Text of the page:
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Bocker had 'gift of building industry-defining businesses': Blibros
FORMER Singapore Exchange (SGX) chief executive Magnus Böcker was a friend, leader and father, his family's investment firm said in a statement on Friday in response to Mr Böcker's death.
"Our executive chairman Magnus Böcker passed away earlier this week on July 26 after a valiant battle against cancer," the firm, Blibros Capital Partners, said. "Those of us who have been fortunate enough to know and work with Magnus have lost a dear friend, an inspiring colleague and a loving father. He was an exceptionally talented leader with an entrepreneur's gift of building industry-defining businesses. Magnus leaves behind three sons, his partner, countless friends and business partners."
Mr Böcker was just over a month shy of turning 56 when he died. Blibros chief executive Jonas Lindstrom told The Business Times that he was in St Louis, Missouri, in the US, when he died. Mr Lindstrom added that Mr Böcker's family had no comment.
Mr Böcker, who was born in Sweden, made his name on the global stage as a savvy dealmaker who helped to create the Nordic exchange group OMX, then led its eventual merger with Nasdaq. After a short stint as president of Nasdaq, Mr Böcker was lured to Singapore in 2009 to take over SGX from outgoing CEO Hsieh Fu Hua.
Mr Böcker's tenure at SGX was characterised by his drive to raise the exchange into a best-in-class platform in Asia, but also by his inability to replicate his deal-making success in Singapore.
Most notably, Mr Böcker led an attempt to merge SGX with the ASX, the Australian stock exchange, in 2010. That merger had support of management teams on both sides and the Singapore government, but eventually fell to political opposition in Australia.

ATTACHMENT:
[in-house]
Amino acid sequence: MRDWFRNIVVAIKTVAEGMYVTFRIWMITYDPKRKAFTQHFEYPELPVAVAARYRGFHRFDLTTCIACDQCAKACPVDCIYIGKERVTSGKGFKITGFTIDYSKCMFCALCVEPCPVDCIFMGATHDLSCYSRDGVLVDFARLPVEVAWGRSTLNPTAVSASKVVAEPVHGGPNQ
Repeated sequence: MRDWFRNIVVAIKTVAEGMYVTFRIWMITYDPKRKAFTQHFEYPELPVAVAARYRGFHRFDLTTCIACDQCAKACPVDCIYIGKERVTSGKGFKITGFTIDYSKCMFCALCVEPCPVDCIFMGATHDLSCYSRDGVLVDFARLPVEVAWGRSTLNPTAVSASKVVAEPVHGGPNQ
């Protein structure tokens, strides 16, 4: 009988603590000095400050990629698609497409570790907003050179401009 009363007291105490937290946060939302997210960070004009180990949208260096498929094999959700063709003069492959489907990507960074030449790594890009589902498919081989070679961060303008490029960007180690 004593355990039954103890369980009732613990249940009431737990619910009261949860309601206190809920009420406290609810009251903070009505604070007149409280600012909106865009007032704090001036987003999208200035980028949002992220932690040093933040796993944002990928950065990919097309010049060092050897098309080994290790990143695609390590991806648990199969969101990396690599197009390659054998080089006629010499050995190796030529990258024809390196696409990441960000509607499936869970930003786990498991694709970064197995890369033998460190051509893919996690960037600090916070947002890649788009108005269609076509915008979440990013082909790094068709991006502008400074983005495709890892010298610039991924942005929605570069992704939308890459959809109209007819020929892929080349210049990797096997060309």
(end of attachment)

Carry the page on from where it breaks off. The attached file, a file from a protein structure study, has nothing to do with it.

SGX was later also reported to be a suitor for the London Metal Exchange in 2012, but lost out to Hong Kong Exchanges and Clearing.
Mr Böcker ran SGX with his sights firmly set on the global arena. He envisioned SGX as an "Asian gateway", providing a miniature version of New York or London in this timezone. But that often involved making changes to the status quo to match global trends in the securities industry.
As the consummate engineer of markets, Mr Böcker was known for his deep knowledge of all aspects of operating an exchange. He invested heavily to upgrade SGX's trading engines and technological infrastructure, and grew the derivatives business into a significant counterweight to the securities market.
He also charged his risk and regulatory units to be early adopters of international standards following the global financial crisis, burnishing Singapore's reputation as one of the best regulated exchanges in the region.
Mr Böcker was a firm believer in corporate governance and responsible investing. Under his watch, the exchange developed guidelines for sustainability reporting, and he was the first chairman of the Diversity Action Committee, which seeks to improve board gender diversity in Singapore. After leaving the exchange, Mr Böcker took up the chairmanship of the Securities Investors Association (Singapore), a shareholder advocacy group.
But some of Mr Böcker's changes rubbed the local industry the wrong way. His courtship of algorithmic traders as a way to boost liquidity raised concerns about a level playing field in the market by remisiers.
The remisiers also mounted a long and high-profile campaign to protest Mr Böcker's decision to take away the lunch break and shift SGX towards all-day trading. Continuous all-day trading was essential, he had argued, to reduce gap risk and gave investors more hours to trade.
Mr Böcker in 2015 chose not to seek a renewal of his contract. That decision came as SGX was under fire for a number of serious trading outages.
A charismatic man with a quick wit, Mr Böcker made Singapore his home following his SGX appointment. Even after leaving the exchange, he continued to live in Singapore, where he ran his family's investment office.
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